“What do people do after their jobs are automated away?”
This was the question posed by my good friend Asher on a chilly Saturday night at Soma StrEat Food Park in San Francisco.
Asher had just been to a new restaurant called Eatsa, where there are no waiters — everyone orders from an iPad and the food comes up through a circular enclosure on a table. A generously portioned food bowl costs $7 dollars, a steal by SF prices. There are winners: consumers pay lower prices and companies increase profits with lower operation costs. But as with everything capitalism, there are also losers: waiters and waitresses who are out of work.
What do these former waiters and waitresses do next? We brainstormed rapid fire: perhaps find another entry-level job (retail, truck driving ) or temp job (substitute teacher), become part time in the sharing economy (only relevant in major cities like SF or NY), move to another city where they have a friend / relative, become homeless, hustle, commit crime, join the army, start a small business, do drugs, go back to school. How do they search for another job? Perhaps use the Internet, ask friends and relatives , walk down the street looking for the first “we’re hiring” sign that they can on a window. How can we help?
I was struck by how many conversations I have about the topic of automation, and how few of them consider the individual people involved. In Silicon Valley, there is a lot of talk about technological disruption of traditionally labor-intensive industries (e.g. self-driving cars), and some talk about grandiose policy ideas like universal basic income for the unemployed in a post-work economy. Both ideas treat people the same — as one single mass of “humanity" in the indefinite long run. There is very little thinking about individual human beings and their day-to-day struggles, hopes, thoughts, and feelings after their job is replaced by a machine.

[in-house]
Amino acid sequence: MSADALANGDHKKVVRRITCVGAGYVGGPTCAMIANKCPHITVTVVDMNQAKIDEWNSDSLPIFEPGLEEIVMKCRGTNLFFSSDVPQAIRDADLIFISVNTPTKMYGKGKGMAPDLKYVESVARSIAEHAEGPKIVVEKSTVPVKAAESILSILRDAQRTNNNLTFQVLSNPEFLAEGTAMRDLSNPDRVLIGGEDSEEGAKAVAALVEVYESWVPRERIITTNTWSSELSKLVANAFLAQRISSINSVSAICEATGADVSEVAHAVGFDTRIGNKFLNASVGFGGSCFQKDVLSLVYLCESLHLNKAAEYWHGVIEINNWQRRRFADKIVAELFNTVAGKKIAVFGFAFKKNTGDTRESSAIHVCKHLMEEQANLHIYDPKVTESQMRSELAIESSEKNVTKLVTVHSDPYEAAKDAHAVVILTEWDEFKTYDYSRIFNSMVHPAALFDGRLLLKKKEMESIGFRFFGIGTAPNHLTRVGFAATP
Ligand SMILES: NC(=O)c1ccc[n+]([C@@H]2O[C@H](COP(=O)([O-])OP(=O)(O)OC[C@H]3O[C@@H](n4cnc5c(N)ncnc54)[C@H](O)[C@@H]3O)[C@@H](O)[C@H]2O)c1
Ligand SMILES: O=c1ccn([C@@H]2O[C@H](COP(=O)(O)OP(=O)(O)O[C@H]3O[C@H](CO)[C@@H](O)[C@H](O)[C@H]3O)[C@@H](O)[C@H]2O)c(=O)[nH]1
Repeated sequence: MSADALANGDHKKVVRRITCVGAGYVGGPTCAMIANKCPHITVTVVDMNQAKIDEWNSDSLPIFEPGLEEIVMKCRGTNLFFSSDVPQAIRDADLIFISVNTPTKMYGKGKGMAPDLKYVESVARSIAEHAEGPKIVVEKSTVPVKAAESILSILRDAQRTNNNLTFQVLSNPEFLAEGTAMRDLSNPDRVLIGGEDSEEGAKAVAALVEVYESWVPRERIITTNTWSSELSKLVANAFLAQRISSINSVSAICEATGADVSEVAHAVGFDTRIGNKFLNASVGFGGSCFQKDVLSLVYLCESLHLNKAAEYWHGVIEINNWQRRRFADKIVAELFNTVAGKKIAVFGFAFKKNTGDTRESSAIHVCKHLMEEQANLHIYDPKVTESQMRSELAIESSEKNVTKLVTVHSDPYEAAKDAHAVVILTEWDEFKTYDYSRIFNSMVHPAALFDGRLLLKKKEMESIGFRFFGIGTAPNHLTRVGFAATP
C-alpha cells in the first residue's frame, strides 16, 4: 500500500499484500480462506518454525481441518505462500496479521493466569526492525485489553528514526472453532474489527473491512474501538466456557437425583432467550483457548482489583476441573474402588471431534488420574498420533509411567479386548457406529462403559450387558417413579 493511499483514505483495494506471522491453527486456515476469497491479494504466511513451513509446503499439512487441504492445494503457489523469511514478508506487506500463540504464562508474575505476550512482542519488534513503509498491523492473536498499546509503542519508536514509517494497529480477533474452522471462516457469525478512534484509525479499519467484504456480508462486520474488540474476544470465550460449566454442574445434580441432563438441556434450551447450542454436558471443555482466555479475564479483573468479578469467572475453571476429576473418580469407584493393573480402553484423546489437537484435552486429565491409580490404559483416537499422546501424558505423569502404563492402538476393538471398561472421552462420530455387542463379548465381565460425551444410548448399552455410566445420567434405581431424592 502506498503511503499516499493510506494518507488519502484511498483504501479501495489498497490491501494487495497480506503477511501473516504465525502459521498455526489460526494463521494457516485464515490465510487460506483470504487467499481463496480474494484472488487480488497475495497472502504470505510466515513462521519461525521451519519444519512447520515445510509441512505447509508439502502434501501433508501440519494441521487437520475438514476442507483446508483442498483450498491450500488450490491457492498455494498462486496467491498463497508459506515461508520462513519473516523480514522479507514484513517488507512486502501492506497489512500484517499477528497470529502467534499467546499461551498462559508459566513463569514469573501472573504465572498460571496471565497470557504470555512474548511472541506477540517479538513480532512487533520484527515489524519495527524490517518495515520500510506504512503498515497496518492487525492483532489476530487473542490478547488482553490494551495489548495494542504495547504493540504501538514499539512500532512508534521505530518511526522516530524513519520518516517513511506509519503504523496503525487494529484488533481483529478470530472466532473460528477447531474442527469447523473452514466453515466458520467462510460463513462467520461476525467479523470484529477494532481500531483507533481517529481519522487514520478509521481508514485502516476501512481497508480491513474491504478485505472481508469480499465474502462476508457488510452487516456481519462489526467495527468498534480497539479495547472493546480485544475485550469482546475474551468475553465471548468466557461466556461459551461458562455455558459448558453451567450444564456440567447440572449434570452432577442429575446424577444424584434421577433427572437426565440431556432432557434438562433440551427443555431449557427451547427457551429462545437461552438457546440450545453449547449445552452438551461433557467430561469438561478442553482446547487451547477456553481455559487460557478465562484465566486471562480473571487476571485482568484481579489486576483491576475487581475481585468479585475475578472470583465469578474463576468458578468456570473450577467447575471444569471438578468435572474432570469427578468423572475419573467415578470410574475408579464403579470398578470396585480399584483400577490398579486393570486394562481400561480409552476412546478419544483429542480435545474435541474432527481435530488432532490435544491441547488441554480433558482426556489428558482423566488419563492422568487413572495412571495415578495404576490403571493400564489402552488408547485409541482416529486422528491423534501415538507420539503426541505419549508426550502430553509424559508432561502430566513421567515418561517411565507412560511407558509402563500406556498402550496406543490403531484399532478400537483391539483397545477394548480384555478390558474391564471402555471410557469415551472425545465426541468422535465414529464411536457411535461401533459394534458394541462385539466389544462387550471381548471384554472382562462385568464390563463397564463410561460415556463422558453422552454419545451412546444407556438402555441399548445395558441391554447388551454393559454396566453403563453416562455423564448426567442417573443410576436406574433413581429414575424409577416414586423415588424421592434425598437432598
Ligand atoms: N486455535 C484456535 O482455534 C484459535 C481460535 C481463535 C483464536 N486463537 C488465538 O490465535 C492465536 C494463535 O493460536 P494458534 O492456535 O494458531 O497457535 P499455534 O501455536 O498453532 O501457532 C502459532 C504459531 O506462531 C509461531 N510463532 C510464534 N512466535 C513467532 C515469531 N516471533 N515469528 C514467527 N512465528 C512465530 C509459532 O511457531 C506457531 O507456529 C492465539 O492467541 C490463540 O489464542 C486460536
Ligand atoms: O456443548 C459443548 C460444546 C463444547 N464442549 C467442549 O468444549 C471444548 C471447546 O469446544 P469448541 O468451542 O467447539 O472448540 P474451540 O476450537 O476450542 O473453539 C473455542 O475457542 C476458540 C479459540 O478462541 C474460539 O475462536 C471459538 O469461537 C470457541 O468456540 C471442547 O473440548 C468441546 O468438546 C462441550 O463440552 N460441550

As more and more of the most common jobs in the US (waitressing, driving) become automated, we need to listen to and empathize with these individual stories, and work with them to create new training and employment pathways. It’s one thing to make “society better with technology”; it’s another to empower all individuals to have the opportunity to live the life they want to lead.
 Truck driving is the most common job in the United States, with more than 3 million total. I recently met a former transit operator in SF who is now starting a truck driving small business with his cousin to haul dirt away from all of the construction happening in the city.
 I remember a conversation I had with an Ethiopian taxi driver in Seattle two years ago. He said the reason he moved to Seattle as opposed to anywhere else in the US was because he knew one friend in the US who was in the towing business in Seattle and said that business was good.
This micro-blog post is inspired by the Tim Ferriss podcast episode with Seth Godin, who blogs every single day, and advocates for blogging in order to “putting yourself in public behind an idea.” I tend to be skeptical of business writers (especially ones as popular as Seth), but I was inspired by Seth’s principled approach to life and no bullshit critical thinking. It remains to be seen whether I keep this up for more than one day...but this is a start.